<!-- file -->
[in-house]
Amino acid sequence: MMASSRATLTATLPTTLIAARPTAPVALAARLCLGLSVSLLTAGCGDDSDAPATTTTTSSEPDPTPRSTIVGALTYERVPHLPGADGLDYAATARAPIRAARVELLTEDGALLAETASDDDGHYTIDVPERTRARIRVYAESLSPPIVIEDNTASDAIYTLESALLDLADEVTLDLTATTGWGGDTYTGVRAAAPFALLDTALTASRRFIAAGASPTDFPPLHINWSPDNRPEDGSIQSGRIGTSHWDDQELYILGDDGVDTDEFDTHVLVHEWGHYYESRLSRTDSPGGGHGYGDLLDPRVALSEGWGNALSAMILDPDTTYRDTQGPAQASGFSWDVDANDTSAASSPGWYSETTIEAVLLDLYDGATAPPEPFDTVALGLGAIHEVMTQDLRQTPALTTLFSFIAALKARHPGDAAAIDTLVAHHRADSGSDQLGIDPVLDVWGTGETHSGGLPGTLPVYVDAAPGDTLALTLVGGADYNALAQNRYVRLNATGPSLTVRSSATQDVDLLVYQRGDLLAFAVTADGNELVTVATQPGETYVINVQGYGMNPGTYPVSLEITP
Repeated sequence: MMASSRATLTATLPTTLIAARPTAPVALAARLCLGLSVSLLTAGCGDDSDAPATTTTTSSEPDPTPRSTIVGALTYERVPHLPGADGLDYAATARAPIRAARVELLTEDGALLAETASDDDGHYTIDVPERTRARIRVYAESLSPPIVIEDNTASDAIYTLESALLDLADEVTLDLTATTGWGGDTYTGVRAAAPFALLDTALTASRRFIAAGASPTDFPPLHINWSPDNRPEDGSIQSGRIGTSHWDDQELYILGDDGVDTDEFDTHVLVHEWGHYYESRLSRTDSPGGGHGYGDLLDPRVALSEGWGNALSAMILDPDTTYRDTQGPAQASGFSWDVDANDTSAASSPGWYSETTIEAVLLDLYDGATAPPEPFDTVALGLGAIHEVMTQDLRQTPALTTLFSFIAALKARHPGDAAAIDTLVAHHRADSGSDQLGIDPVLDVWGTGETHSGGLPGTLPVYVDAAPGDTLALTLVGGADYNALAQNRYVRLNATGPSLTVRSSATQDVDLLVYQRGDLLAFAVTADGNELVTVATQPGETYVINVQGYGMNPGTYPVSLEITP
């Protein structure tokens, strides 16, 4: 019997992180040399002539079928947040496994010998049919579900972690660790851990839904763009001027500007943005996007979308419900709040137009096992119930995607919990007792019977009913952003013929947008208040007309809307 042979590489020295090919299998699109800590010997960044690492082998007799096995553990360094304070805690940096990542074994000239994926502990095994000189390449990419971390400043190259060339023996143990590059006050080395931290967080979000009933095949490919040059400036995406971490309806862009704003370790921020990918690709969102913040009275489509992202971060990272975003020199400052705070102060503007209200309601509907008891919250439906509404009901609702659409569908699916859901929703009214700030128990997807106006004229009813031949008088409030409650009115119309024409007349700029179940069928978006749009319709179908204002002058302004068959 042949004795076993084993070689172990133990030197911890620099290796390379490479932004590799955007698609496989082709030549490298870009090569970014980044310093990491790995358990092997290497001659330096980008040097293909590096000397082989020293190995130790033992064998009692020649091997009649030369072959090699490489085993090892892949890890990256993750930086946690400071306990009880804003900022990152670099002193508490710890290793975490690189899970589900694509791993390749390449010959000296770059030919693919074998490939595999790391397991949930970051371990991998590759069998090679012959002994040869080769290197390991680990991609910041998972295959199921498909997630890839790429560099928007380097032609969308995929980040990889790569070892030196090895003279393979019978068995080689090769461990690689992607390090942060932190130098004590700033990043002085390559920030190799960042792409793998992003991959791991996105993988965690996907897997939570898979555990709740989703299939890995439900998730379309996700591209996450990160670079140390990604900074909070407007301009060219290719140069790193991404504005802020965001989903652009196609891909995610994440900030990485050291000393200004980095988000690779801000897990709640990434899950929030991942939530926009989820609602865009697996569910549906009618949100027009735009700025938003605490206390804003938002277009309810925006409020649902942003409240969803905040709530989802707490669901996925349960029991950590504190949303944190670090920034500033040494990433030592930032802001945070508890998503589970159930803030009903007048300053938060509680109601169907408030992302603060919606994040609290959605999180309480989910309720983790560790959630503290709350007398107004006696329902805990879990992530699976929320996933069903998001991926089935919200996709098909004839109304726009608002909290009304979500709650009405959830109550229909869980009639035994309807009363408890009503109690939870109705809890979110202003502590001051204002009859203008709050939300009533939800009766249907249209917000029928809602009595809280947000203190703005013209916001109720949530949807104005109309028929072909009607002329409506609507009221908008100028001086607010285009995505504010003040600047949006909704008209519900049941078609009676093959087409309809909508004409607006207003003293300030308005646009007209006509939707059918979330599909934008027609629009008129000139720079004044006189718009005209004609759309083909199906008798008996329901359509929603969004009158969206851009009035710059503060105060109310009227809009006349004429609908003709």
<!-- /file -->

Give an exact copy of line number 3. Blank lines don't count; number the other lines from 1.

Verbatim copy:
Repeated sequence: MMASSRATLTATLPTTLIAARPTAPVALAARLCLGLSVSLLTAGCGDDSDAPATTTTTSSEPDPTPRSTIVGALTYERVPHLPGADGLDYAATARAPIRAARVELLTEDGALLAETASDDDGHYTIDVPERTRARIRVYAESLSPPIVIEDNTASDAIYTLESALLDLADEVTLDLTATTGWGGDTYTGVRAAAPFALLDTALTASRRFIAAGASPTDFPPLHINWSPDNRPEDGSIQSGRIGTSHWDDQELYILGDDGVDTDEFDTHVLVHEWGHYYESRLSRTDSPGGGHGYGDLLDPRVALSEGWGNALSAMILDPDTTYRDTQGPAQASGFSWDVDANDTSAASSPGWYSETTIEAVLLDLYDGATAPPEPFDTVALGLGAIHEVMTQDLRQTPALTTLFSFIAALKARHPGDAAAIDTLVAHHRADSGSDQLGIDPVLDVWGTGETHSGGLPGTLPVYVDAAPGDTLALTLVGGADYNALAQNRYVRLNATGPSLTVRSSATQDVDLLVYQRGDLLAFAVTADGNELVTVATQPGETYVINVQGYGMNPGTYPVSLEITP